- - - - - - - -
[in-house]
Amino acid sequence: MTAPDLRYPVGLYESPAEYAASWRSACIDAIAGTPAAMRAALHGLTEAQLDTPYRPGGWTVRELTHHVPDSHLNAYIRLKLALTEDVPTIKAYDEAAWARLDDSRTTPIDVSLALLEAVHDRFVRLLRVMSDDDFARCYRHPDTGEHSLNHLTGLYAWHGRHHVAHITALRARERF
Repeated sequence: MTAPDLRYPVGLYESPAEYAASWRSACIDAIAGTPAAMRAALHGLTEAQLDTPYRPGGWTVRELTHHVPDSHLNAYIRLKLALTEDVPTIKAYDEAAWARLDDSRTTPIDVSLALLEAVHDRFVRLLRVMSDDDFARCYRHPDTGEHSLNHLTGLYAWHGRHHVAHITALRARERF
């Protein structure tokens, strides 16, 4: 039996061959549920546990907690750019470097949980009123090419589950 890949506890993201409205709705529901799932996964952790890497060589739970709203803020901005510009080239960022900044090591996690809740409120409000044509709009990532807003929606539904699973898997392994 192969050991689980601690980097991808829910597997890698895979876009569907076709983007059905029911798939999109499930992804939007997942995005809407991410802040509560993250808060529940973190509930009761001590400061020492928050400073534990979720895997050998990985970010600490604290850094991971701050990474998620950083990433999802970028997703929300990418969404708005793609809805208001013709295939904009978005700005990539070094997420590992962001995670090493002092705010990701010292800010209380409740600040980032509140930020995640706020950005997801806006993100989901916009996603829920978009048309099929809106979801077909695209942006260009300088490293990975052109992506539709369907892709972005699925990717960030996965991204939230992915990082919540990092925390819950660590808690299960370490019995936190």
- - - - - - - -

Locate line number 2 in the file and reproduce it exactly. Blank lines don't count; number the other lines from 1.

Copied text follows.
Amino acid sequence: MTAPDLRYPVGLYESPAEYAASWRSACIDAIAGTPAAMRAALHGLTEAQLDTPYRPGGWTVRELTHHVPDSHLNAYIRLKLALTEDVPTIKAYDEAAWARLDDSRTTPIDVSLALLEAVHDRFVRLLRVMSDDDFARCYRHPDTGEHSLNHLTGLYAWHGRHHVAHITALRARERF